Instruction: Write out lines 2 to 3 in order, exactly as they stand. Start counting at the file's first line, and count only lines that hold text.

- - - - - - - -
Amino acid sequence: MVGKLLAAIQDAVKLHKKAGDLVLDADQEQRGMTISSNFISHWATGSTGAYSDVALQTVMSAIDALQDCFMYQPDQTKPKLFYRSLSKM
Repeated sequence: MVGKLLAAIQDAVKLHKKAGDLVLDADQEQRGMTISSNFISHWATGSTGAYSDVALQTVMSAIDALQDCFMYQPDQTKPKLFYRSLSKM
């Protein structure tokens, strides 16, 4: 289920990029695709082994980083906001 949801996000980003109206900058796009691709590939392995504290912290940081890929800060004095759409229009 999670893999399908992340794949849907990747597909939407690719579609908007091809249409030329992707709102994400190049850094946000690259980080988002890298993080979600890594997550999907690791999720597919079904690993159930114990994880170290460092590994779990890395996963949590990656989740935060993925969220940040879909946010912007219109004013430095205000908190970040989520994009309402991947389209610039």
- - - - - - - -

Repeated sequence: MVGKLLAAIQDAVKLHKKAGDLVLDADQEQRGMTISSNFISHWATGSTGAYSDVALQTVMSAIDALQDCFMYQPDQTKPKLFYRSLSKM
């Protein structure tokens, strides 16, 4: 289920990029695709082994980083906001 949801996000980003109206900058796009691709590939392995504290912290940081890929800060004095759409229009 999670893999399908992340794949849907990747597909939407690719579609908007091809249409030329992707709102994400190049850094946000690259980080988002890298993080979600890594997550999907690791999720597919079904690993159930114990994880170290460092590994779990890395996963949590990656989740935060993925969220940040879909946010912007219109004013430095205000908190970040989520994009309402991947389209610039």